Mainly this competition that I did: my sponsors pushed that onto me. It was frustrating at first. In Canada, there already are not a lot of options for textiles. It’s already limited as it is, but it’s been a challenge. It’s also been really nice. It’s silly really, but fashion is so behind on sustainability and eco-friendliness, in comparison to most industries, so if I can do it now then why not get a head start. When I did do the competition, I did a whole look out of reused denim, and I found that to be very gratifying: repurposing it to make it look like something that looks completely different from the initial product. You wouldn’t have guessed that it was 15 pairs of jeans. It makes me feel good, so I’d like to continue with that. I’m still on the edge about furs and leathers; I still haven’t made up my mind about that. I feel like I need to do more research, but for the moment, those are restrictions around which I have to work.

The Jennifer jacket and the Shanna dress from Olivia Rubens eco Spring/Summer 2018 look book. Photography: Ann Lin, Makeup: Charm Torres, Hair: Erika Fung, Models: Maria Rubio (Angie’s), Wardrobe assistant: Shanna Stanley-Hasnain

How do you want the wearers of your pieces to feel?

It relates to my market. My woman is someone who doesn’t want to look like anybody else. She is someone who wants to stand out day to day, whether she is someone who is already interested in design and art or whether she is contrastingly a lawyer or doctor, i.e., if she wants to feel extra distinctive each day. My looks say something about them, and they’re unique. It’s not something that you would wear every single day, but it’s something that you would prize for a long time, which also ties into my focus on sustainability. I want my woman to go out and find something that means a lot to her, something that she picks up knowingly with a story behind it so that she is happy to wear it and also she knows that she can evoke such confidence and her exceptional personality.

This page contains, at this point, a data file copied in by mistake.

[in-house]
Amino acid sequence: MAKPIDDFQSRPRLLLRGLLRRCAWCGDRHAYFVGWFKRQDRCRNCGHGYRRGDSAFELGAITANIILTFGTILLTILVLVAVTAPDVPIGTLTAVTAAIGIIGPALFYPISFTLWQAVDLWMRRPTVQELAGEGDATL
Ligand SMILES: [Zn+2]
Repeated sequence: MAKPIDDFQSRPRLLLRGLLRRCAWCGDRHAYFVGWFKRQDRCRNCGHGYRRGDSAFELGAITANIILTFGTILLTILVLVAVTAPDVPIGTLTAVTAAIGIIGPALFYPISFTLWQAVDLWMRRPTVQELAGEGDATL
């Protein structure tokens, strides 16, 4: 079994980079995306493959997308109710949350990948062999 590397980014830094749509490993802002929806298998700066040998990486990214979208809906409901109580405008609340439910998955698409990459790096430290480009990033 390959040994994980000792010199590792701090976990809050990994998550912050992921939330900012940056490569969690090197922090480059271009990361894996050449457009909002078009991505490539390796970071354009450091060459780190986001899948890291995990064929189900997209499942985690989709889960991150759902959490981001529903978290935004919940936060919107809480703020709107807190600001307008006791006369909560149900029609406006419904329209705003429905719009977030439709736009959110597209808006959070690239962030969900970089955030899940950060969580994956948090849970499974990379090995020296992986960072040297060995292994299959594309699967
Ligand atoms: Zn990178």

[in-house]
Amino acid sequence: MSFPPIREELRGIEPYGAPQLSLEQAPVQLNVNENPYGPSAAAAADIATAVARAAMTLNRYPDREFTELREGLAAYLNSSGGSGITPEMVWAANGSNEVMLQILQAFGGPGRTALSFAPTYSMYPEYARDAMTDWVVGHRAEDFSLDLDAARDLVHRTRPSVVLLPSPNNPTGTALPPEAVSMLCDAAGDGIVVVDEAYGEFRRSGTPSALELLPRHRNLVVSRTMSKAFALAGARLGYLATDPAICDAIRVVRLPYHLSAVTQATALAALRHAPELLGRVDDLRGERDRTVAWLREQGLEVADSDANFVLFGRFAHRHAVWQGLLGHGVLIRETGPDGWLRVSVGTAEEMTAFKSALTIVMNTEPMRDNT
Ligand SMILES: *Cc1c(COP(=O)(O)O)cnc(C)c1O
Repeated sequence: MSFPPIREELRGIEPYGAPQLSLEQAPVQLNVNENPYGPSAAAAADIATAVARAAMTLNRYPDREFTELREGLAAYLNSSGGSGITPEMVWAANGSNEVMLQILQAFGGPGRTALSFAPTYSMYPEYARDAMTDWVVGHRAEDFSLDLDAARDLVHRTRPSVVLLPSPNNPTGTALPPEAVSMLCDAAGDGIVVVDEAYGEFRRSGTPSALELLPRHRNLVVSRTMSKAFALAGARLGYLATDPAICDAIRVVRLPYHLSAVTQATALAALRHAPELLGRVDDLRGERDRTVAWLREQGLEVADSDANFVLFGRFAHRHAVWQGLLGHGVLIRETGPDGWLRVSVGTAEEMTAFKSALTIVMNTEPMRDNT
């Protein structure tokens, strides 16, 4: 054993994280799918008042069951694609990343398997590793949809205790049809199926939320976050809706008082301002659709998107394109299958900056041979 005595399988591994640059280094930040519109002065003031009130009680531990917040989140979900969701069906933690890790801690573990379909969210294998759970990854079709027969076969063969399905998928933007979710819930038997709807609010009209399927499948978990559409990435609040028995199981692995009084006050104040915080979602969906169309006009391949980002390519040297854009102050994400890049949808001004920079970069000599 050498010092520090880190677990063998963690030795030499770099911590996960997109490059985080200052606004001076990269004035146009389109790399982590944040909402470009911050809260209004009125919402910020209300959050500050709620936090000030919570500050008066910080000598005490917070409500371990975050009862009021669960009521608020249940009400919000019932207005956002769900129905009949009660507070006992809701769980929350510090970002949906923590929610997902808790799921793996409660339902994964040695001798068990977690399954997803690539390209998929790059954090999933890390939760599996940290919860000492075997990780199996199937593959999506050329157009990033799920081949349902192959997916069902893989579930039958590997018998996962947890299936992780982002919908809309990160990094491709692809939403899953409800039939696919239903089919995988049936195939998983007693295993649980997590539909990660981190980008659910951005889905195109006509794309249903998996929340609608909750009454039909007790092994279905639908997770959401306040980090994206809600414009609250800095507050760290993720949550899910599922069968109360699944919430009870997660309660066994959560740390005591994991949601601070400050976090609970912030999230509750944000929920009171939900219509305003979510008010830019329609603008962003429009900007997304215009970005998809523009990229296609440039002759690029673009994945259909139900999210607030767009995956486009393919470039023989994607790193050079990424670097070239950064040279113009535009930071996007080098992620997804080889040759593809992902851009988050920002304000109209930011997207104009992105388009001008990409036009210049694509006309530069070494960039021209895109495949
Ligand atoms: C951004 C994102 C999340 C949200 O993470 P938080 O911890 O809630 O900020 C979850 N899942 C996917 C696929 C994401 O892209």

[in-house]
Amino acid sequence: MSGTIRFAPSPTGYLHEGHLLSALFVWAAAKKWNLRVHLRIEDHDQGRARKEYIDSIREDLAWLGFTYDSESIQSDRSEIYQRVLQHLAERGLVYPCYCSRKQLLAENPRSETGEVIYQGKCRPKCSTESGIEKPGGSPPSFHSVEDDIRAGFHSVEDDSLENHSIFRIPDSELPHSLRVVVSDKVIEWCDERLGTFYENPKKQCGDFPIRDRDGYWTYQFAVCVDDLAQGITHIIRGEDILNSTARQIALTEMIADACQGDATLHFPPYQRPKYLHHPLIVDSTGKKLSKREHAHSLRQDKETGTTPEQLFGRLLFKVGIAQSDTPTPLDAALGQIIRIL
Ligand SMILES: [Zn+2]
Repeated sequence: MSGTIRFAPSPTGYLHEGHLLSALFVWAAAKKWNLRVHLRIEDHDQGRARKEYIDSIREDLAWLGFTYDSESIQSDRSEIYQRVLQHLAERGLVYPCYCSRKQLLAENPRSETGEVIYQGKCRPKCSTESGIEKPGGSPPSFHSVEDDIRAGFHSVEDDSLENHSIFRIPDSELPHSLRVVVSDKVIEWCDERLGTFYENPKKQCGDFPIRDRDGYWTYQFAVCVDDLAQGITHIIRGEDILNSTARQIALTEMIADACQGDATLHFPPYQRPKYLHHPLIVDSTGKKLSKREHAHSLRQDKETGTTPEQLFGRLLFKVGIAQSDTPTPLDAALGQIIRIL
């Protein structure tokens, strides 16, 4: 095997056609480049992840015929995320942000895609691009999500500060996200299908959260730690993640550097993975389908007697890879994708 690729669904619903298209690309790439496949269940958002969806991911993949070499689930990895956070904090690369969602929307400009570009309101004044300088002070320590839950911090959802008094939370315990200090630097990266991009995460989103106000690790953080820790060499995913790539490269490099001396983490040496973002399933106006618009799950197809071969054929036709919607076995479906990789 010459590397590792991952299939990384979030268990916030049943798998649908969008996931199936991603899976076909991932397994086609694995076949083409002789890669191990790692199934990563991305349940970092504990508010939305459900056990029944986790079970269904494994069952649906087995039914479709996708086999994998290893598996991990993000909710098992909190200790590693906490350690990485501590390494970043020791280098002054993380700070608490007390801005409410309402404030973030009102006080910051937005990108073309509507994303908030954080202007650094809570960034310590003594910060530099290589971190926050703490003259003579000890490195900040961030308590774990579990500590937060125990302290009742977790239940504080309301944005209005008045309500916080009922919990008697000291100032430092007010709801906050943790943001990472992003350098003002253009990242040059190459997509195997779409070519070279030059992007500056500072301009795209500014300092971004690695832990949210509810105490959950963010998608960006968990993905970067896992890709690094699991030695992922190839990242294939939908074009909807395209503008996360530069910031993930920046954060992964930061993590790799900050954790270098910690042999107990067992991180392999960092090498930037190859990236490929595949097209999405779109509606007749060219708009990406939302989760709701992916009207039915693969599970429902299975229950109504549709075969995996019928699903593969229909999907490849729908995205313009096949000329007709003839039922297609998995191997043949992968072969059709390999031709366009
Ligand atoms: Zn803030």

Where are you working right now?

I’m working as a design assistant for Hilary MacMillan. I am able to encapsulate her design personality at this point, understand her customer and her fit, and common styles and design details, so I’m able to design things here and there, or give valuable input. Mostly, she directs me as to what is being designed, and I produce the garments from start to finish, then prep everything needed for production, while she takes care of all business, technical and logistical needs. I also assist in sales at pop-ups, and assist at all her shows. For the past two seasons, we’ve been participating at Re/set, which has been a great experience so far!

She’s been really helpful. She gives me input on my own work, and always encourages me to compete and work for objectives in my own design realm. She’s always backing me and introducing me to new people in the industry, and supporting my aspirations to attend grad school abroad. It’s really good practice improving my craft. I’ve improved exponentially, and putting in those 10,000 hours is important because sewing, among the other skills I practice, including drafting and designing for a different style or company, isn’t something you can get right away. These skills are so important to practice, and to be good is so so hard, in my opinion. So that’s been a really good experience, and also learning how other people want to make things, from a production and pattern detail or fit point of view. She has her way of making things, and I have mine, because of the way that we were taught in each of our schools. Otherwise, she’s just a fantastic person, so it’s awesome to work in the studio.